The anti-Tatmadaw protest movement has condemned the industry for not pushing back against the orders. But ordinary customers of Myanmar’s nearly 70 ISPs, interviewed by Frontier, have also complained about paying full price for part-time internet. The complaints have come as state-mandated internet blackouts seem to have settled into a regular pattern, with many internet connections cut between the early hours of the morning and 9 a.m.
According to Frontier: “[P]roviders such as 5BB Broadband, Yatanarpon Teleport and Myanmar Broadband Telecom apologized to customers, and promised to provide refunds or free additional hours at the end of this month.” The report also pointed out that in many cases, ISPs themselves aren’t cutting connections, but rather third-party internet gateway operators that lease broadband to the ISPs. Thus, these companies are as helpless as their customers.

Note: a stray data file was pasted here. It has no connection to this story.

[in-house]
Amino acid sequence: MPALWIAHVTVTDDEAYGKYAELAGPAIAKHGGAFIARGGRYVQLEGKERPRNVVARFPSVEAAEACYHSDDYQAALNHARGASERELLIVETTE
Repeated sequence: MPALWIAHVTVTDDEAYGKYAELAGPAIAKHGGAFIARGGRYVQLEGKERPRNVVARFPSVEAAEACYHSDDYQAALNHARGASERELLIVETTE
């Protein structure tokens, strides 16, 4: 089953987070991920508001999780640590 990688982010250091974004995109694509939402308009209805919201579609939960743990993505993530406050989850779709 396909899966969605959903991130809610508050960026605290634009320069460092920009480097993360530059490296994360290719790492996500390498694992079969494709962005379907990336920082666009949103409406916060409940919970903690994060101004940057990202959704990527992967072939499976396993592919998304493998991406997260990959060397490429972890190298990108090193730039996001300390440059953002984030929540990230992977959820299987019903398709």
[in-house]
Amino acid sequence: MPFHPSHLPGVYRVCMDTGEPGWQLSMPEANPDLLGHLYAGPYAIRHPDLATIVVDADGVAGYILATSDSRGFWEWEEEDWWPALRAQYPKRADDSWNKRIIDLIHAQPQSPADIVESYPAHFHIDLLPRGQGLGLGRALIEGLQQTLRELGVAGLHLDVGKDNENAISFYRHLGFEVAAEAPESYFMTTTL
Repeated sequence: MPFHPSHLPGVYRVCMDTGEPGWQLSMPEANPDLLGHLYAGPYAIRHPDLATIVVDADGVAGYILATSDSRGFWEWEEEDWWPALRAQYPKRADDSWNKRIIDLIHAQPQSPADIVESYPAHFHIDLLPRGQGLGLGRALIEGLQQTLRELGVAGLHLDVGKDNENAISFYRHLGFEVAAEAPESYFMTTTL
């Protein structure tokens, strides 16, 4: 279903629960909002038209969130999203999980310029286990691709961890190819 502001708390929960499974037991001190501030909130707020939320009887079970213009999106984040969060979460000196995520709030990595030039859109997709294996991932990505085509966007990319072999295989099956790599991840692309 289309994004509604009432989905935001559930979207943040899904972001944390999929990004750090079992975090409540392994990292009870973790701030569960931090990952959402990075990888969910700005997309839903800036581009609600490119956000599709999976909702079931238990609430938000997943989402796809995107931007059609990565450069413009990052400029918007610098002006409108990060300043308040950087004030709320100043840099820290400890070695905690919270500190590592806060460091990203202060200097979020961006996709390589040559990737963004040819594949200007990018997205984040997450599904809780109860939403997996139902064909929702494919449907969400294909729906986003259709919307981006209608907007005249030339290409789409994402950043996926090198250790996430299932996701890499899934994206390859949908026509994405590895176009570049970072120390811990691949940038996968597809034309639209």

Be that as it may, for many activists in the civil disobedience movement — or “CDM” — apologies and refunds aren’t enough. They have criticized providers for not putting enough pressure on the authorities to end the blackouts, which they call human rights abuse. Nations such as the U.K. and the U.S. have cited the internet cuts in their justifications for renewed economic sanctions.